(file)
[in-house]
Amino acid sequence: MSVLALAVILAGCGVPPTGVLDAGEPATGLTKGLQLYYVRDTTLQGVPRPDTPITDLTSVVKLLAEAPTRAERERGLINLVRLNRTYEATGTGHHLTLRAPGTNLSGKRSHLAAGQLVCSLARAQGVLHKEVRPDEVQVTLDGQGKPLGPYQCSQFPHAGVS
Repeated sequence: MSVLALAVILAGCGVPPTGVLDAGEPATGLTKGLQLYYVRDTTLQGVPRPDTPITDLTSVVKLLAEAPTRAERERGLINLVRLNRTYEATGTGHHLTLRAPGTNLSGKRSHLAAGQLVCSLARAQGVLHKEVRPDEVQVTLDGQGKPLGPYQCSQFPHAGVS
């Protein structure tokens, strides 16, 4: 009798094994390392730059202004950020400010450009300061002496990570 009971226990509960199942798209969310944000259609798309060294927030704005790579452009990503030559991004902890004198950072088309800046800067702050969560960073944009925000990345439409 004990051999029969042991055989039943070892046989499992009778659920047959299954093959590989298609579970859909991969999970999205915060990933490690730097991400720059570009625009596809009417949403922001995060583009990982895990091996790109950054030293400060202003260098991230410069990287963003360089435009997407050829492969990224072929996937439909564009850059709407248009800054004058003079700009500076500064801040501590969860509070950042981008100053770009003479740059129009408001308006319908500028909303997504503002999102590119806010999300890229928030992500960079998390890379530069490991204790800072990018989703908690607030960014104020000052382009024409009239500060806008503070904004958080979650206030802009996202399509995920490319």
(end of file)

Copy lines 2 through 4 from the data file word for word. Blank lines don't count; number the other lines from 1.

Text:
Amino acid sequence: MSVLALAVILAGCGVPPTGVLDAGEPATGLTKGLQLYYVRDTTLQGVPRPDTPITDLTSVVKLLAEAPTRAERERGLINLVRLNRTYEATGTGHHLTLRAPGTNLSGKRSHLAAGQLVCSLARAQGVLHKEVRPDEVQVTLDGQGKPLGPYQCSQFPHAGVS
Repeated sequence: MSVLALAVILAGCGVPPTGVLDAGEPATGLTKGLQLYYVRDTTLQGVPRPDTPITDLTSVVKLLAEAPTRAERERGLINLVRLNRTYEATGTGHHLTLRAPGTNLSGKRSHLAAGQLVCSLARAQGVLHKEVRPDEVQVTLDGQGKPLGPYQCSQFPHAGVS
């Protein structure tokens, strides 16, 4: 009798094994390392730059202004950020400010450009300061002496990570 009971226990509960199942798209969310944000259609798309060294927030704005790579452009990503030559991004902890004198950072088309800046800067702050969560960073944009925000990345439409 004990051999029969042991055989039943070892046989499992009778659920047959299954093959590989298609579970859909991969999970999205915060990933490690730097991400720059570009625009596809009417949403922001995060583009990982895990091996790109950054030293400060202003260098991230410069990287963003360089435009997407050829492969990224072929996937439909564009850059709407248009800054004058003079700009500076500064801040501590969860509070950042981008100053770009003479740059129009408001308006319908500028909303997504503002999102590119806010999300890229928030992500960079998390890379530069490991204790800072990018989703908690607030960014104020000052382009024409009239500060806008503070904004958080979650206030802009996202399509995920490319």